“Sicily isn’t just an island, it’s a continent.”
Leoluca Orlando, mayor of Palermo
In Sicily, I saw fields where windswept vines are shaped like bushes, (often held down by stones); I saw vines that resembled the elegant branches of a harp; others that threaded along a wire in orderly rows like soldiers. I could also see the influence of the natural wine revolution on traditional winemakers: whereas vineyards used to be tidy regimented lines without weeds, now wild flowers grow abundantly between the tiers of vines. Despite the fact that fact grapevines thrive best in poor soil, vineyards are situated in some of the most beautiful scenery in the world.
The island boasts 76 cultivars of grapes; some, like Grillo, Nero D’Avola, Zibbibo, Catarratto, Carricante and Perricone (the antecedent of Marsala wine) only grow here.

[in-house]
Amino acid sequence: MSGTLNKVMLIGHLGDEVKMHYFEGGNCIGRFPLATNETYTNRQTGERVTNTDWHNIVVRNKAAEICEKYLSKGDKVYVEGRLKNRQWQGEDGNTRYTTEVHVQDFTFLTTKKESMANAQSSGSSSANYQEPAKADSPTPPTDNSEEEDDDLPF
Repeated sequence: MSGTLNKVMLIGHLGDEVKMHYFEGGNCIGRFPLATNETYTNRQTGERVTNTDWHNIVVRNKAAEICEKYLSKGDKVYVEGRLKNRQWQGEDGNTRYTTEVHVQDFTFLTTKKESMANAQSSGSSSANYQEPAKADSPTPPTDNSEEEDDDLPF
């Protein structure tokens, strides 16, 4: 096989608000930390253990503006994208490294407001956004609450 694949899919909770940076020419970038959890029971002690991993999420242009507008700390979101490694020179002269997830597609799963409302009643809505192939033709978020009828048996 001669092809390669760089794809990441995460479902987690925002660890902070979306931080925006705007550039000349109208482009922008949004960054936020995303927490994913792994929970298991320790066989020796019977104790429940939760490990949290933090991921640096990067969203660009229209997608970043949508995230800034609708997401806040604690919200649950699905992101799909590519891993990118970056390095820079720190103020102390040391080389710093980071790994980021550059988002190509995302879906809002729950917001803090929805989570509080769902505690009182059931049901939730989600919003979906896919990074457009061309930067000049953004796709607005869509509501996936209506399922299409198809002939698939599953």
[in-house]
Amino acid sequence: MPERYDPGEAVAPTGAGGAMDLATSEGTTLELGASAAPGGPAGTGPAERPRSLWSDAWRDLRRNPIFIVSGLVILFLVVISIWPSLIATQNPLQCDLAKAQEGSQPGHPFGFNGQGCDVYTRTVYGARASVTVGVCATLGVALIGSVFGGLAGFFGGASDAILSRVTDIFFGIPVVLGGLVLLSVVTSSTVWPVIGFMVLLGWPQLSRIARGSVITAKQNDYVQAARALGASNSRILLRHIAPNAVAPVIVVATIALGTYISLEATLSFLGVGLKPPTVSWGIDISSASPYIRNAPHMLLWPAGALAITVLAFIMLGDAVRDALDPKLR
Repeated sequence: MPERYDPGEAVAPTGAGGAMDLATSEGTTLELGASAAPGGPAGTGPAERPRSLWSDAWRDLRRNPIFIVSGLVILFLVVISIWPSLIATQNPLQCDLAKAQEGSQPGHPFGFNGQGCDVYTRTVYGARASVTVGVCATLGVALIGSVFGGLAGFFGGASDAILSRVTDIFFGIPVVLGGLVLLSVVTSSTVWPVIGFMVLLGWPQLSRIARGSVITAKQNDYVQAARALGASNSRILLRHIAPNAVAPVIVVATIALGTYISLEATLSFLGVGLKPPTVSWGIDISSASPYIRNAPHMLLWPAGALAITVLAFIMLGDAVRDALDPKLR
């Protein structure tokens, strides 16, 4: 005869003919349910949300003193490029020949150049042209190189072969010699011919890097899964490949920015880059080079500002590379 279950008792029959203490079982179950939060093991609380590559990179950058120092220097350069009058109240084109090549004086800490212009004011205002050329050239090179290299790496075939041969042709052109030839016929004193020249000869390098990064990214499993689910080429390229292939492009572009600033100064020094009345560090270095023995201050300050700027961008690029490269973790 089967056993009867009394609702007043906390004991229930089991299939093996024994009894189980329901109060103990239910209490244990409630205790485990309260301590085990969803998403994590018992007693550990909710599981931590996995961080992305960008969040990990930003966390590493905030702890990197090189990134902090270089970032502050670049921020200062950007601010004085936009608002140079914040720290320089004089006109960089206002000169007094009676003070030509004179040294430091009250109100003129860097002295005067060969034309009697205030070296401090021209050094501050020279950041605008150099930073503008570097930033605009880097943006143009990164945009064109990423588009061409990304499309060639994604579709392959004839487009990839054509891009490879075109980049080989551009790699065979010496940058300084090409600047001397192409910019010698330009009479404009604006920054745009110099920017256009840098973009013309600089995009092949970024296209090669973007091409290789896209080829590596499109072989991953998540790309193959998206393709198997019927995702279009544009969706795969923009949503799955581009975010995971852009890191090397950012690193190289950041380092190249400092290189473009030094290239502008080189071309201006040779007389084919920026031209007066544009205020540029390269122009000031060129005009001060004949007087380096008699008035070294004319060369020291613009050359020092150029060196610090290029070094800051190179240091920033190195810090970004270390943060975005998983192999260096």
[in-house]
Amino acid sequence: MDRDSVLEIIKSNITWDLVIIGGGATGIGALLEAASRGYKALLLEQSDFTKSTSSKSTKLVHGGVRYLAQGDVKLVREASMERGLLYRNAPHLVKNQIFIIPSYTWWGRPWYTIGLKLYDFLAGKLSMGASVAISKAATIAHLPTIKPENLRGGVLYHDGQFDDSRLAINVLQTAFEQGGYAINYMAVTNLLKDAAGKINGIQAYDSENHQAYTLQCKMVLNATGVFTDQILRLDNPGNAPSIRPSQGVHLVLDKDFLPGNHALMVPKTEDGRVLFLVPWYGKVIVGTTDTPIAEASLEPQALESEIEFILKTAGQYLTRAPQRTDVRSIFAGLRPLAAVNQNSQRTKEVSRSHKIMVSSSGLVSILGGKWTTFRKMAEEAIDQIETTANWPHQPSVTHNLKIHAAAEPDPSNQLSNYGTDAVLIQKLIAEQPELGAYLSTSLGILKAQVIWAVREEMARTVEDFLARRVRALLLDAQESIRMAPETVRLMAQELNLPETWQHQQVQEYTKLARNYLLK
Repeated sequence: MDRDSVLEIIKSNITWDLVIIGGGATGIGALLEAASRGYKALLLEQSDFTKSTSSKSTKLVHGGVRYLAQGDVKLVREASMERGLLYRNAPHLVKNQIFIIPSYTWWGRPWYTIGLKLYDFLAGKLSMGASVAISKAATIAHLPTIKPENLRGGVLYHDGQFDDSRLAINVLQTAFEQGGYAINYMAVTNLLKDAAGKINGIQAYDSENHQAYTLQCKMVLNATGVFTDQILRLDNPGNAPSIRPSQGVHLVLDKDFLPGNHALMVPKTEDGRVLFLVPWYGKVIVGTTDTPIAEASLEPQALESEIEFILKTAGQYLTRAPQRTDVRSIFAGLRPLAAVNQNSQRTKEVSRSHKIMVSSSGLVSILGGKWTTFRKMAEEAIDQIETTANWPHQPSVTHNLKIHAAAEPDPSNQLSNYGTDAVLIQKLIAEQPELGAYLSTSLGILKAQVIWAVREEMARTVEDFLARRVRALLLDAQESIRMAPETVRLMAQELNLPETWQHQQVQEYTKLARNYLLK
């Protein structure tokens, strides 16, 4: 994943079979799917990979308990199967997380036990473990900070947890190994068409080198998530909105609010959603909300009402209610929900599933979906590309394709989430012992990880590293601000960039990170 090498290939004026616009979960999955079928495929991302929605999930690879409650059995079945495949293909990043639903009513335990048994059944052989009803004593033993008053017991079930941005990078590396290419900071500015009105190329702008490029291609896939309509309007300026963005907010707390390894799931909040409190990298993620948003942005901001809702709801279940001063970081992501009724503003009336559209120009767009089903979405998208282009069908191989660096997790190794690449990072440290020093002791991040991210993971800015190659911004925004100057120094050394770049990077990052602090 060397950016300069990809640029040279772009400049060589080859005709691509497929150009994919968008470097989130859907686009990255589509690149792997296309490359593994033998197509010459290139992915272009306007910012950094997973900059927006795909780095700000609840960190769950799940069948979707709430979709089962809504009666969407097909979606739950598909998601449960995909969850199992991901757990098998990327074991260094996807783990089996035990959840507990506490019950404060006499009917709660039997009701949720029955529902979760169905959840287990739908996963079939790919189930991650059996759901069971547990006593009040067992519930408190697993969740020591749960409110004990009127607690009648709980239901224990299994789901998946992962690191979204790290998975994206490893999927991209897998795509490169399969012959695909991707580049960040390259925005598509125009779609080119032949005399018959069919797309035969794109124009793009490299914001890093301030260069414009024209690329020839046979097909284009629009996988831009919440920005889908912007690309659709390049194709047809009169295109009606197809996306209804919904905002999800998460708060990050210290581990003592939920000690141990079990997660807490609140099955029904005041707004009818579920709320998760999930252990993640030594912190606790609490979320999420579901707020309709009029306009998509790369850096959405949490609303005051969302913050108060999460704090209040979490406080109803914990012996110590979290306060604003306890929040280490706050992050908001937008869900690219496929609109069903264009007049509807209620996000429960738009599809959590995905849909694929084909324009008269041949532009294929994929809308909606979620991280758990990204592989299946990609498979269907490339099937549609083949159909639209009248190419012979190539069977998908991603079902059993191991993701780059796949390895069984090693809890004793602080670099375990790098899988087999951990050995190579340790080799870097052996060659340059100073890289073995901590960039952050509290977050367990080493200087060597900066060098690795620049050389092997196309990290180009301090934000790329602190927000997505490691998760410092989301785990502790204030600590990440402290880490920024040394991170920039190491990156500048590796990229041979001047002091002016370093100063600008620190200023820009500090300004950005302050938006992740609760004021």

The soil too, is varied: 12 kinds, from jet volcanic pumice to red clay schist, chalky limestone cliffs or ochre sand. Around Mount Etna is probably the most visually arresting; even olive green foliage pops when the background is black.
Harvesting in Sicily, due to these diverse geographical conditions, is a long season, stretching from August to November. Picking starts early in the desert heat of the interior, mid-season where there are saline breezes near the coast, and late at snowy altitudes around Etna.
Add a Comment